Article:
The troubled government-owned Chemelil Sugar company lost a total of Sh20 million because of the two days strike by the workers.
On Wednesday, the factory entered day three of the strike with operations stalling
According to the company Managing Director Gabriel Nyangueso, the strike that started on Monday has grounded operations of the factory.
Nyangueso noted that the factory mills 1,500 tonnes of sugar every day which translates to Sh10 million.
“Each day we don’t mill we are losing about Sh10 million”, he said.
Speaking to the press in Chemelil, Nyangueso said the effect of the strike has huge ramifications not only to the management and transporters but also to the farmers.
He noted that some farmers had already harvested their cane waiting to be delivered to the factory for crushing.
“Transporters too are losing since they are paid on tonnage delivered,” Nyangueso added.
He further noted that the strike was going against the directive issued by the Ministry of Agriculture that outlined a number of measures aimed at revitalizing the firm.
“There is also an existing court case that had put on hold the strike by the workers until a case they lodge in court is heard and dispensed,” he noted.
On Tuesday, 29 people were arrested following a standoff over the control and management of a state-owned sugar mill.
A section of workers tried to deny the company’s MD Nyangweso access to the mill claiming he had been sent on compulsory leave.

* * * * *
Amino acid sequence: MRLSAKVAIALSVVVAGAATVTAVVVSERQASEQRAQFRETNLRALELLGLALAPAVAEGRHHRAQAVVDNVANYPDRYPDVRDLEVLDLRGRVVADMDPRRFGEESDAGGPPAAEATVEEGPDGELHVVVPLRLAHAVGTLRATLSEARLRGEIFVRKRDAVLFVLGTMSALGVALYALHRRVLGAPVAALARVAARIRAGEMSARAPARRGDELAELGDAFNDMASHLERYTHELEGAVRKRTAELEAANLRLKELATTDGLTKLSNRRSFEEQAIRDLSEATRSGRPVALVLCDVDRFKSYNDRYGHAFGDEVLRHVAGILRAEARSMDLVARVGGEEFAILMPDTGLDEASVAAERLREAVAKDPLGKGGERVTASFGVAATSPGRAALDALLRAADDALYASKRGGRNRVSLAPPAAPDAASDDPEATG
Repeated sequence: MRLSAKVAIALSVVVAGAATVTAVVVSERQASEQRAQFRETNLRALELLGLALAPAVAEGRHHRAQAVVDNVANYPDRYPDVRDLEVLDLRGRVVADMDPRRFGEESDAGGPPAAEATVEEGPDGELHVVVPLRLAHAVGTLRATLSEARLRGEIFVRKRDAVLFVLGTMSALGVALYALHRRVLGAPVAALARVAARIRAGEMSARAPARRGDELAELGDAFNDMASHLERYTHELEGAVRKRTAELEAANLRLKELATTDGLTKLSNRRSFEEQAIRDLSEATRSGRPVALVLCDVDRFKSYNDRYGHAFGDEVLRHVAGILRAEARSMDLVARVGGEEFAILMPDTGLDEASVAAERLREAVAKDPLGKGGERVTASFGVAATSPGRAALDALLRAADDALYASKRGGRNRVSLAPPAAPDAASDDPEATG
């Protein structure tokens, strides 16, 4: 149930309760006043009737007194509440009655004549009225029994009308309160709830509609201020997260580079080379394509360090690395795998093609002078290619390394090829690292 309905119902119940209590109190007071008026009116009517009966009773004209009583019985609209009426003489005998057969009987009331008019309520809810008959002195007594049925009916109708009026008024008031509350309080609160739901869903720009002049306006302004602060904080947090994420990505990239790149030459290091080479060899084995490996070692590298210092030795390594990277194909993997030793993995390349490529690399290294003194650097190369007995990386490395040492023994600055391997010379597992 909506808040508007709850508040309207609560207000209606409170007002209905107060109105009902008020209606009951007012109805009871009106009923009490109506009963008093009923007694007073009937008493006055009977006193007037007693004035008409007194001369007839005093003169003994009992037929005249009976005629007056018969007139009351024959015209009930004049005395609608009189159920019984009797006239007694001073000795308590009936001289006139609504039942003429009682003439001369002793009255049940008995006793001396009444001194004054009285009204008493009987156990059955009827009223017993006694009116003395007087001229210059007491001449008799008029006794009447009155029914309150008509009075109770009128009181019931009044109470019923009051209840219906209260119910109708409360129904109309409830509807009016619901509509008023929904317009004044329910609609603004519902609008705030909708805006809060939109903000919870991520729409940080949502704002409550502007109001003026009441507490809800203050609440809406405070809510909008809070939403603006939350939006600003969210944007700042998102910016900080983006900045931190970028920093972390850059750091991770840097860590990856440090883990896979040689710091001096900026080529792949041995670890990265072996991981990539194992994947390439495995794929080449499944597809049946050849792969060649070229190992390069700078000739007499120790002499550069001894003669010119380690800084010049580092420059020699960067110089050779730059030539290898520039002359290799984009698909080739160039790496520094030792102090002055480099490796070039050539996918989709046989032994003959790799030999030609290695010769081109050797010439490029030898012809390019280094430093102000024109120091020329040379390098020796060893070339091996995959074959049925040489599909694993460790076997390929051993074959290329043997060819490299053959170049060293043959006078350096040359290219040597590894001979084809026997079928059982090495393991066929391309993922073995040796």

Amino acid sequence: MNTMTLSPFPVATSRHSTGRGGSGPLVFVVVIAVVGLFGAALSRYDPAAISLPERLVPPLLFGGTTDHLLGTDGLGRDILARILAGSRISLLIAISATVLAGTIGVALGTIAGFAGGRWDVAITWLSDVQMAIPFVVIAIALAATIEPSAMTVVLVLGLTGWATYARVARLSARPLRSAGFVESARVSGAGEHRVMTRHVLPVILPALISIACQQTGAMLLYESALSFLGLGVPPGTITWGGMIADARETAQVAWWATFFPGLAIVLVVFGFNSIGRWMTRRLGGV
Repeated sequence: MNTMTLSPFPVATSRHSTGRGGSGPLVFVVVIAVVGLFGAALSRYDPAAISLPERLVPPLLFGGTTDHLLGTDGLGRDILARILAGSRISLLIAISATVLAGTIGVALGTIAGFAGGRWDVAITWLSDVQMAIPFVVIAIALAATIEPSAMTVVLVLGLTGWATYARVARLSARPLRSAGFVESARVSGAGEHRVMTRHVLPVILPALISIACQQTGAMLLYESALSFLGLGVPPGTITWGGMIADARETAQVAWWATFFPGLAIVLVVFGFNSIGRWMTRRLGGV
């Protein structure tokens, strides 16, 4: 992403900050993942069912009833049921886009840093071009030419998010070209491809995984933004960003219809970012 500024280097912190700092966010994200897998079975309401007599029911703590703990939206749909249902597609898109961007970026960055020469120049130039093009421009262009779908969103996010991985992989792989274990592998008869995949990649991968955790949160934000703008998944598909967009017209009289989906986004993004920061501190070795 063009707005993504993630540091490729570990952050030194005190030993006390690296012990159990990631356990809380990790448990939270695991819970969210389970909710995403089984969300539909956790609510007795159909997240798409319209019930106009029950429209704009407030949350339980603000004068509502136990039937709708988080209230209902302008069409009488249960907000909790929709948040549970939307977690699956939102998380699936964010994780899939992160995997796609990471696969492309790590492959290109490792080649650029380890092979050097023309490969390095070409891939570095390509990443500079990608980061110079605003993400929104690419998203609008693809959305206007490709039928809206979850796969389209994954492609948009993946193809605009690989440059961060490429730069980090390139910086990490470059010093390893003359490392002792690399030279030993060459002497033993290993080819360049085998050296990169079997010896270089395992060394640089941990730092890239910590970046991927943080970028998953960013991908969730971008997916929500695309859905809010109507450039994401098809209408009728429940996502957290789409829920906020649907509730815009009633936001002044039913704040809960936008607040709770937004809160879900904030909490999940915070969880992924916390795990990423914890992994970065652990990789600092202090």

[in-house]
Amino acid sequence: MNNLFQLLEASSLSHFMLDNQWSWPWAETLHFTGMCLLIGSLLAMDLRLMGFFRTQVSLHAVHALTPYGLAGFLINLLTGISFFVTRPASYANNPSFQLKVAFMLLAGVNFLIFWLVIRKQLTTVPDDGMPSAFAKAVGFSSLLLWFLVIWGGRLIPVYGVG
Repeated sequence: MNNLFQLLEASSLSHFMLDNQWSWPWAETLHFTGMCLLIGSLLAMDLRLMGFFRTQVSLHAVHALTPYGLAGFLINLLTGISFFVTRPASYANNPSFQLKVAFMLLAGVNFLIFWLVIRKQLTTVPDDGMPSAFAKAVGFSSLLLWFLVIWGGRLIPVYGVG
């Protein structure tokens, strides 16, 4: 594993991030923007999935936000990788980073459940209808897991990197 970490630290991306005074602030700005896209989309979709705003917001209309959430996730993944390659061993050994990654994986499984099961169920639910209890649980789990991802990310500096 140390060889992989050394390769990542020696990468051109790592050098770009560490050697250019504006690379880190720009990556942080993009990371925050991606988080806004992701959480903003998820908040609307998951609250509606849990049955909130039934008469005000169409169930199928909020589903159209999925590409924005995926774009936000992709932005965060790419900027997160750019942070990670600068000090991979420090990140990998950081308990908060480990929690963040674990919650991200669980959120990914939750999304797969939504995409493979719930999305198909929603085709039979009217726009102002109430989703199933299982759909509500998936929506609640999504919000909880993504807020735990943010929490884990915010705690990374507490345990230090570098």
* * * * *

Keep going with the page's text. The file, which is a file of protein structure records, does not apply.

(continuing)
David Muneo OCPD Chemelil noted that the secretary of the Union Jack Sida plus other 29 workers who were rioting were apprehended and taken to the police station.
He noted that they will be presented in court and charged.
“Amongst the charges are damages of property, creating a disturbance and probably incitement,” Muneo said.
CAS Ministry of Agriculture, Livestock, Fisheries and Cooperatives Ann Nyaga condemned the incident terming it as unfortunate.
“We expected calm, and that the machines would not be interfered with but that is not what we are getting from the union”.
She noted that people can have disagreements but there are ways to go about them.
“Those are illegal actions. There are ways of expressing grievances in different manners”, the CAS noted.
A series of meetings had been held between the management of the company and the Kenya Union of Sugar Plantation and Allied Workers since December 22 last year.
However, last Wednesday, a resolution was made for the company to adhere to and communicate to all the workers during a meeting of the interim management committee, representatives of the union, company management and AFA-Sugar Directorate.
“The main interest of the ministry was to ensure that this factory is running continuously because many critical people benefit from this factory.”